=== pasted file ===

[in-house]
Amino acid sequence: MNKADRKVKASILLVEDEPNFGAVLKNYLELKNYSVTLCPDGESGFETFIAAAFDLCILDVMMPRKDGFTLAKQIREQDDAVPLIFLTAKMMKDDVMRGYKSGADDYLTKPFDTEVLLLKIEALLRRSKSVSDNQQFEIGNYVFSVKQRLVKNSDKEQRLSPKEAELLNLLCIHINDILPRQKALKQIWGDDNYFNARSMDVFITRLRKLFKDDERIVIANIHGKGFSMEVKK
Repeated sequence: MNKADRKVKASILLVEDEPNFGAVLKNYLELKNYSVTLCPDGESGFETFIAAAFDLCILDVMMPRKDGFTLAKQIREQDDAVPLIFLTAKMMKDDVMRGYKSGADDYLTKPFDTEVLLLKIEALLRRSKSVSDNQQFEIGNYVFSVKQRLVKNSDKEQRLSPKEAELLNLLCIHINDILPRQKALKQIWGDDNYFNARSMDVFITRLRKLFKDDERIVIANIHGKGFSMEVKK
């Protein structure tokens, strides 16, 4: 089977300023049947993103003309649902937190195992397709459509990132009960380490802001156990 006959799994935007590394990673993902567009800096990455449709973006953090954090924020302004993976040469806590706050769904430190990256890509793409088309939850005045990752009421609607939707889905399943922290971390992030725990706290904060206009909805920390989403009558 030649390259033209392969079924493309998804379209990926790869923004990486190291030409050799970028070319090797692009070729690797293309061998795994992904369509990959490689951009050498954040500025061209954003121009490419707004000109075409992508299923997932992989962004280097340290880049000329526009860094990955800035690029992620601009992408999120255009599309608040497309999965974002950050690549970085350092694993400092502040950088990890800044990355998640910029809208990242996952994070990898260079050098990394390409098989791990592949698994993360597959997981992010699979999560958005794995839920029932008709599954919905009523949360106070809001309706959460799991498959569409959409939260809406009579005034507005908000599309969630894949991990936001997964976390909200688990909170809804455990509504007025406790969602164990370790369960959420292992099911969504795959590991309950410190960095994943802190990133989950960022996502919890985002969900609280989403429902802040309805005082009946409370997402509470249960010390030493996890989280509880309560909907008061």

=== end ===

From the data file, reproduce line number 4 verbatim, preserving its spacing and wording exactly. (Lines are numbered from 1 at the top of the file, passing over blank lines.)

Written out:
């Protein structure tokens, strides 16, 4: 089977300023049947993103003309649902937190195992397709459509990132009960380490802001156990 006959799994935007590394990673993902567009800096990455449709973006953090954090924020302004993976040469806590706050769904430190990256890509793409088309939850005045990752009421609607939707889905399943922290971390992030725990706290904060206009909805920390989403009558 030649390259033209392969079924493309998804379209990926790869923004990486190291030409050799970028070319090797692009070729690797293309061998795994992904369509990959490689951009050498954040500025061209954003121009490419707004000109075409992508299923997932992989962004280097340290880049000329526009860094990955800035690029992620601009992408999120255009599309608040497309999965974002950050690549970085350092694993400092502040950088990890800044990355998640910029809208990242996952994070990898260079050098990394390409098989791990592949698994993360597959997981992010699979999560958005794995839920029932008709599954919905009523949360106070809001309706959460799991498959569409959409939260809406009579005034507005908000599309969630894949991990936001997964976390909200688990909170809804455990509504007025406790969602164990370790369960959420292992099911969504795959590991309950410190960095994943802190990133989950960022996502919890985002969900609280989403429902802040309805005082009946409370997402509470249960010390030493996890989280509880309560909907008061």